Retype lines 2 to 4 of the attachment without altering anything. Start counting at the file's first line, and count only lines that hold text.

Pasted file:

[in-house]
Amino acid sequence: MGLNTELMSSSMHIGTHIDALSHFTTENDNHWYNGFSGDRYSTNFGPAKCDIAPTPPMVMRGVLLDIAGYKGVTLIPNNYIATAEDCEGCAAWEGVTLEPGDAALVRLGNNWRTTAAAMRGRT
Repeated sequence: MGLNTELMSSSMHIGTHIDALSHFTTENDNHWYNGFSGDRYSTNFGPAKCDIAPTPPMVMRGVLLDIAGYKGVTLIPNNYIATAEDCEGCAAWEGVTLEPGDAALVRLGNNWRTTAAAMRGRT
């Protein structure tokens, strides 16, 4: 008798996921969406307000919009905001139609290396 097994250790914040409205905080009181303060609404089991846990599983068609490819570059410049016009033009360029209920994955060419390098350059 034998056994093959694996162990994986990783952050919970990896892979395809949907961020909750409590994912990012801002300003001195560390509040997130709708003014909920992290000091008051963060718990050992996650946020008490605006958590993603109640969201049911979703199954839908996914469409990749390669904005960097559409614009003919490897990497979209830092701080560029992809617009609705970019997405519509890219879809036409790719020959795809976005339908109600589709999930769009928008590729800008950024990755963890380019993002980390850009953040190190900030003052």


Amino acid sequence: MGLNTELMSSSMHIGTHIDALSHFTTENDNHWYNGFSGDRYSTNFGPAKCDIAPTPPMVMRGVLLDIAGYKGVTLIPNNYIATAEDCEGCAAWEGVTLEPGDAALVRLGNNWRTTAAAMRGRT
Repeated sequence: MGLNTELMSSSMHIGTHIDALSHFTTENDNHWYNGFSGDRYSTNFGPAKCDIAPTPPMVMRGVLLDIAGYKGVTLIPNNYIATAEDCEGCAAWEGVTLEPGDAALVRLGNNWRTTAAAMRGRT
């Protein structure tokens, strides 16, 4: 008798996921969406307000919009905001139609290396 097994250790914040409205905080009181303060609404089991846990599983068609490819570059410049016009033009360029209920994955060419390098350059 034998056994093959694996162990994986990783952050919970990896892979395809949907961020909750409590994912990012801002300003001195560390509040997130709708003014909920992290000091008051963060718990050992996650946020008490605006958590993603109640969201049911979703199954839908996914469409990749390669904005960097559409614009003919490897990497979209830092701080560029992809617009609705970019997405519509890219879809036409790719020959795809976005339908109600589709999930769009928008590729800008950024990755963890380019993002980390850009953040190190900030003052």